Written by: Karissa Ketter, News Writer
An automated irrigation monitoring (AIM) system to reshape the agriculture sector’s water management was made by School of Sustainable Energy Engineering students. In an interview with The Peak, project co-lead Mackenzie Calder said the team aimed to “reduce how much water is needed by trying to shift the perspective on how farmers water fields in the first place.”
Calder explained crops are currently watered on a timer-based system, often not considering climate or daily rain patterns. The AIM system helps to water crops with only the volume of water they require. It does so by monitoring soil moisture levels with a sensor that controls watering systems.
The team reported some countries use as much as 85–90% of their extracted freshwater for their agriculture, with most of that becoming runoff and contaminating the environment.
Over-watering crops leads to massive amounts of water runoff that returns to natural water systems such as streams, rivers, and lakes. The water runoff is “carrying a whole lot of nitrogen, and pesticides, and things that harm the ecosystem beyond the agricultural sector,” said Calder. By using a sensor-based system, farmers can limit the amount of excess water and the amount of runoff contaminating the surrounding area.
Pesticides are potentially harmful to humans and can cause chronic and acute health effects. They can also be toxic for other organisms in the environment. The Safe Drinking Water Foundation reported that pesticides can remain in soil and water networks for years.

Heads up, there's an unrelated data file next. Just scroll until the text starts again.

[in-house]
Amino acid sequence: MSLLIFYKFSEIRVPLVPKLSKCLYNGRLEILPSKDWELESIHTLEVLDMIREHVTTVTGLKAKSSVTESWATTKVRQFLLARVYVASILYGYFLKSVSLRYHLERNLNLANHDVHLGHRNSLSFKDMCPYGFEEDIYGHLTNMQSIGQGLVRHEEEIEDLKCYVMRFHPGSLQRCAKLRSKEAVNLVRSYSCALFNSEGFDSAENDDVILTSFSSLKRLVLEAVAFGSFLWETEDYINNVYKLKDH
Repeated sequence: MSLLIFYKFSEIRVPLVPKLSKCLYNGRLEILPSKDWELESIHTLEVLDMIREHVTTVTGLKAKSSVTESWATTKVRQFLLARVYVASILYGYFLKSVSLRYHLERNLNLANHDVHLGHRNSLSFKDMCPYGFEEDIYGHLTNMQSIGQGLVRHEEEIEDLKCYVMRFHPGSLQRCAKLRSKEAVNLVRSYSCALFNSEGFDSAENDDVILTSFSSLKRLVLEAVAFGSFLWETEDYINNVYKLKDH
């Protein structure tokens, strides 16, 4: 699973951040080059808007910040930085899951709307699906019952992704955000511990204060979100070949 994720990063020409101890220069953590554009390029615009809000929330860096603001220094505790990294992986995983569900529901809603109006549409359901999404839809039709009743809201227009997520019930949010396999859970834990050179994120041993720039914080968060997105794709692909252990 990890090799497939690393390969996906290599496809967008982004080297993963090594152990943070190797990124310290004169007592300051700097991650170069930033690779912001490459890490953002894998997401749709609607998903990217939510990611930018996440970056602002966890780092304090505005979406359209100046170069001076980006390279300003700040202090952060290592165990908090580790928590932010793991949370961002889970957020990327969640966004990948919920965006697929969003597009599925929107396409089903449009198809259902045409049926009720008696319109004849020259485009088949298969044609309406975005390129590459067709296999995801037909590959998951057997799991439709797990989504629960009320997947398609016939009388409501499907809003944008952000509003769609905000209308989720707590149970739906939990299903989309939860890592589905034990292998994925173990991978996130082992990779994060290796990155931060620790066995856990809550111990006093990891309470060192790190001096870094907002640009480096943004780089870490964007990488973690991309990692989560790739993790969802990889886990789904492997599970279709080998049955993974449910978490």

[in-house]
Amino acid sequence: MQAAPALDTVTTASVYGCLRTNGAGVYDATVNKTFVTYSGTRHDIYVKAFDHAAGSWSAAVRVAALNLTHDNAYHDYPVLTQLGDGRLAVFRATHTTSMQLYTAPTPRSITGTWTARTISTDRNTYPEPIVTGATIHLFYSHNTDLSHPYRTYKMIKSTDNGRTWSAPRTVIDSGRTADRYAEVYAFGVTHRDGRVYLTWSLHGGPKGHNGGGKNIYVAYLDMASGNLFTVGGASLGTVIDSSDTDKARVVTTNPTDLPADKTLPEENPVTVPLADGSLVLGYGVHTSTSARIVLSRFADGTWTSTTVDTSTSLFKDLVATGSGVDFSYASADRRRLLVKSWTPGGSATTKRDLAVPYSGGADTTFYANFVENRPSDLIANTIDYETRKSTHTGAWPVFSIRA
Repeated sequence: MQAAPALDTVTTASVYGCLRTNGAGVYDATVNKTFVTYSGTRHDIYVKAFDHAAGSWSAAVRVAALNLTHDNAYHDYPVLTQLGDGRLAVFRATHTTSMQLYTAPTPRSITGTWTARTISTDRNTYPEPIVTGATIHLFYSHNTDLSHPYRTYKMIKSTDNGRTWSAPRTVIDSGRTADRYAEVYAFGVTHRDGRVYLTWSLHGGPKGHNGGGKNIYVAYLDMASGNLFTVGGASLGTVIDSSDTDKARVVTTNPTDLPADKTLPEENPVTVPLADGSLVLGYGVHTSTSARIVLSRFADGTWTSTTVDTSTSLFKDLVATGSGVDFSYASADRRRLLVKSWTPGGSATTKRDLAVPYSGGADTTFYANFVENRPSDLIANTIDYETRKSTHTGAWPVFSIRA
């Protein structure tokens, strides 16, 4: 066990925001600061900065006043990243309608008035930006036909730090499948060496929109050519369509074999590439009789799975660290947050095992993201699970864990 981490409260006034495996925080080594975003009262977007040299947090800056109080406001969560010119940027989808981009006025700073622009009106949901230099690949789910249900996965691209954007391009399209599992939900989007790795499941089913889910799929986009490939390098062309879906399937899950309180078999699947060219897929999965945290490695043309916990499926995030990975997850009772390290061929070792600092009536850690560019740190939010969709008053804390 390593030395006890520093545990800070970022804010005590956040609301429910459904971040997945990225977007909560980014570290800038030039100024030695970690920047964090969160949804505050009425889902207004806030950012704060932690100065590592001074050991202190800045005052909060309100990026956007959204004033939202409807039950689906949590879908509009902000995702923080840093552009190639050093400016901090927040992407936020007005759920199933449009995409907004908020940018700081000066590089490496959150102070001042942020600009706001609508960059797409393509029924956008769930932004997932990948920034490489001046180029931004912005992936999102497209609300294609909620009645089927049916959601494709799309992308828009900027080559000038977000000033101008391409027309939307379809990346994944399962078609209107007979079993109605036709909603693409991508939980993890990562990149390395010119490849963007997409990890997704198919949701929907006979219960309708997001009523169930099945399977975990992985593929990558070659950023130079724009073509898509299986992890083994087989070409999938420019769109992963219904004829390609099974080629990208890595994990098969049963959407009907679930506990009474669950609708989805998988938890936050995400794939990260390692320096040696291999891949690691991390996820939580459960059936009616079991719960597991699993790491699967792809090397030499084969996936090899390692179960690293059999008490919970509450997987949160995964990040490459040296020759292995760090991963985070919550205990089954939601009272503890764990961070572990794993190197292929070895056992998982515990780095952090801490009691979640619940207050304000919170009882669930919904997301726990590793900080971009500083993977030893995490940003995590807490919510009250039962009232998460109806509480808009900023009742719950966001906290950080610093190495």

BC’s agricultural water management website states that 3% of water consumed in BC is used for drinking water, the industrial sector, commercial sector, or agricultural sector. Calder estimates that this 3% does not include the large volume of extracted water that becomes runoff.
The team includes co-project lead Rajat Agrawal, Harleen Dhillon, Jacob Erickson, Erfan Ferdosian, and Paula Themmen.
“The way we approached it was, what if we made the agricultural watering process smarter?” said Calder.
The AIM system “would allow farmers to track their water usage over seasons and compare current watering requirements to previous years,” according to the team’s report. This would mean changes to soil’s ability to hold water or factors such as climate change fluctuations could be tracked and recorded.
Calder said the exact data for how much water could be saved with this method of watering is unknown as more research would be needed.